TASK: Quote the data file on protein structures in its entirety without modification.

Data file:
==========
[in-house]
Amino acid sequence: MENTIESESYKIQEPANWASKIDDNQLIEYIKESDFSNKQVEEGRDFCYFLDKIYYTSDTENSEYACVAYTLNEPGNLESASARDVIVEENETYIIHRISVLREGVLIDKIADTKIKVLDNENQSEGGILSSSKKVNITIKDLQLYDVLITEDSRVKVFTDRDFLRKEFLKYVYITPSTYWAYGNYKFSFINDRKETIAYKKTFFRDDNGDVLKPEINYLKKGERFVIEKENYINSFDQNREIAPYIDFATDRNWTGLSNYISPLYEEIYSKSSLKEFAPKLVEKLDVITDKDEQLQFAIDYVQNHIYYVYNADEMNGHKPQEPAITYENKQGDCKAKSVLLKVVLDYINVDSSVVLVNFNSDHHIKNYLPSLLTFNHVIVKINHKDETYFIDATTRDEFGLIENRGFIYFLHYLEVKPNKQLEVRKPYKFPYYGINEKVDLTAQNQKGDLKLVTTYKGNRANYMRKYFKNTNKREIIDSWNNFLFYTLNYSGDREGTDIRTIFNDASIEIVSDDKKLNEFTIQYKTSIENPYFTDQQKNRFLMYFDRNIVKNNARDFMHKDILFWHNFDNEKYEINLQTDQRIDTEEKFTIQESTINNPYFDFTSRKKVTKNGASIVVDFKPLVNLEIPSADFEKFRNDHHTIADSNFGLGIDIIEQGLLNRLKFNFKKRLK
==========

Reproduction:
[in-house]
Amino acid sequence: MENTIESESYKIQEPANWASKIDDNQLIEYIKESDFSNKQVEEGRDFCYFLDKIYYTSDTENSEYACVAYTLNEPGNLESASARDVIVEENETYIIHRISVLREGVLIDKIADTKIKVLDNENQSEGGILSSSKKVNITIKDLQLYDVLITEDSRVKVFTDRDFLRKEFLKYVYITPSTYWAYGNYKFSFINDRKETIAYKKTFFRDDNGDVLKPEINYLKKGERFVIEKENYINSFDQNREIAPYIDFATDRNWTGLSNYISPLYEEIYSKSSLKEFAPKLVEKLDVITDKDEQLQFAIDYVQNHIYYVYNADEMNGHKPQEPAITYENKQGDCKAKSVLLKVVLDYINVDSSVVLVNFNSDHHIKNYLPSLLTFNHVIVKINHKDETYFIDATTRDEFGLIENRGFIYFLHYLEVKPNKQLEVRKPYKFPYYGINEKVDLTAQNQKGDLKLVTTYKGNRANYMRKYFKNTNKREIIDSWNNFLFYTLNYSGDREGTDIRTIFNDASIEIVSDDKKLNEFTIQYKTSIENPYFTDQQKNRFLMYFDRNIVKNNARDFMHKDILFWHNFDNEKYEINLQTDQRIDTEEKFTIQESTINNPYFDFTSRKKVTKNGASIVVDFKPLVNLEIPSADFEKFRNDHHTIADSNFGLGIDIIEQGLLNRLKFNFKKRLK